2. We did have a shit ton of excess savings, especially in the spring and summer of 2020. But most of those savings were either used, or went into paying down debt or investing in the future. While these are all good, none of these things indicate the idea that consumers have a glut of $ they’re waiting to spend on post-covid consumption. I think there will be some savings & pent up demand, and people surely will want to spend money on the things they couldn’t do in 2020. But I’m not sure if it would exceed the long term baseline levels and I think it’ll only occur in select sectors.
  3. We are looking at some of the biggest economic whiplashes we’ve ever seen in markets as base effects come into play. The post-covid base-effect whiplashes likely won’t be as big as the initial shocks, but I personally think they are going to catch many by surprise – especially because they aren’t all going to be positive. Most of this likely won’t start to become apparent until the 2nd half of 2021. The question is whether investors will care about these with such a stark detachment from having a care about present earnings right now.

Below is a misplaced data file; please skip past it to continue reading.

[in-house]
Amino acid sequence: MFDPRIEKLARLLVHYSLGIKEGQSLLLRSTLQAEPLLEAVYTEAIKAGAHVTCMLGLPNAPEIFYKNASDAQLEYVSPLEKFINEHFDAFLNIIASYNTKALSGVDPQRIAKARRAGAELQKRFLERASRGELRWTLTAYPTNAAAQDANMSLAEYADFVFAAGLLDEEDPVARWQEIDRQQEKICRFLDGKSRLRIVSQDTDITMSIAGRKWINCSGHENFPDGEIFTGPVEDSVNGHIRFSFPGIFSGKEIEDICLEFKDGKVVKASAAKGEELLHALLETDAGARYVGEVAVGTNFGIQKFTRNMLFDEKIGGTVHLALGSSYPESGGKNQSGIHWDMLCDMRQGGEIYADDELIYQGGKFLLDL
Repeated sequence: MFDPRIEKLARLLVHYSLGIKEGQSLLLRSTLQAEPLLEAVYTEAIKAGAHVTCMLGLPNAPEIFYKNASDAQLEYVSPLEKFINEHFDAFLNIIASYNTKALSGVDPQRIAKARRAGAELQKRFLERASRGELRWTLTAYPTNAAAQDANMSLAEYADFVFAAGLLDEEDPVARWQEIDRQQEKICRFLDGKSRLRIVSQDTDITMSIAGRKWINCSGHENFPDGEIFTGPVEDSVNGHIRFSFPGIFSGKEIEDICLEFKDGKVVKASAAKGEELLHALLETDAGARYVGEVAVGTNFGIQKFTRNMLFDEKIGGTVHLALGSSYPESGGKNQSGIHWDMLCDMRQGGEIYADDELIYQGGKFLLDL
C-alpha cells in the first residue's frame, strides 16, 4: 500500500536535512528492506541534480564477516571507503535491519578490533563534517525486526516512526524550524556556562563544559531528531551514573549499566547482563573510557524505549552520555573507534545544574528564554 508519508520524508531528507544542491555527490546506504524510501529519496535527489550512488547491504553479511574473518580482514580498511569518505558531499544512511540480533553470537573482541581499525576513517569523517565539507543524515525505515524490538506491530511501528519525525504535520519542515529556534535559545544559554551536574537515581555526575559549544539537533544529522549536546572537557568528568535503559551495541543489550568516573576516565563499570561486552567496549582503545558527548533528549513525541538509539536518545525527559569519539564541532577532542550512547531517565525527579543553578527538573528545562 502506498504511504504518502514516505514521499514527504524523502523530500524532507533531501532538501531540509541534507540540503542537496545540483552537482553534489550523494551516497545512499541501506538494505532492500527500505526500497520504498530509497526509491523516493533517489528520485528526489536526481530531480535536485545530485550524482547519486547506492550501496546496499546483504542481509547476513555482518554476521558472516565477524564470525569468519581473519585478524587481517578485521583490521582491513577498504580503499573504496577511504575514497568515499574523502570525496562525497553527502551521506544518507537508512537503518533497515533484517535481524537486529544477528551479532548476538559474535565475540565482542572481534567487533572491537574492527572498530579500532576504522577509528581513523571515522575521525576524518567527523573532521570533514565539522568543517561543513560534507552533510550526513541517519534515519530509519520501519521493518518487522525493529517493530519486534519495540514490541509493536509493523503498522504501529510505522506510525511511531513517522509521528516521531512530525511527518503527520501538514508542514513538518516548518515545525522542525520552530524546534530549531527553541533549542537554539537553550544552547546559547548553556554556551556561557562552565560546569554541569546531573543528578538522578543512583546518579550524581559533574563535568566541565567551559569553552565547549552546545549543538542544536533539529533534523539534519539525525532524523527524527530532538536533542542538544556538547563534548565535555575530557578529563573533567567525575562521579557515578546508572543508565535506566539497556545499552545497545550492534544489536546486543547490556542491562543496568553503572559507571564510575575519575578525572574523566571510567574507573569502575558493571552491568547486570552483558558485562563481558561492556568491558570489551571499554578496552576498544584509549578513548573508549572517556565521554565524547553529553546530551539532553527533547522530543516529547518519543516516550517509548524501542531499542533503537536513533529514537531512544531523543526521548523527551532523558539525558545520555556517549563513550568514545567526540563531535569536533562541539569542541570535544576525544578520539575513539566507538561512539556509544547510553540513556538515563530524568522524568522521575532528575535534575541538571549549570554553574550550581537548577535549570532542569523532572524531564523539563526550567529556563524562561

4. If people were hypothetically going to use a lot of that 36% chunk of savings from the past stimulus for consumption in 2021, they would likely have to liquidate a lot of $ from equity holdings. So any thought of the idea that making use of that big chunk of savings is going to be positive for equity markets may not be so sound. It all hinges on the misconceived notion that the savings rate is all just money people have sitting in bank accounts waiting to be spent. The reality is, most of that huge savings rate glut is the very thing that propped markets up throughout 2020. Remove that and markets probably start to deflate a bit.
  5. We are likely going to see more stimulus in the future with a dem majority now. While a lot of people don’t like to talk politics on here (understandably), we’re in a time where politics matter more than almost any other time to markets since ww2. More stimulus will possibly keep a lot of the effects going we’ve seen this year, although there IS a limit to this. The question of how that $ goes to consumers matters a lot – especially for markets. For example, continuing stimulus check spending will affect markets and the economy far differently than investing in a major infrastructure renewal program.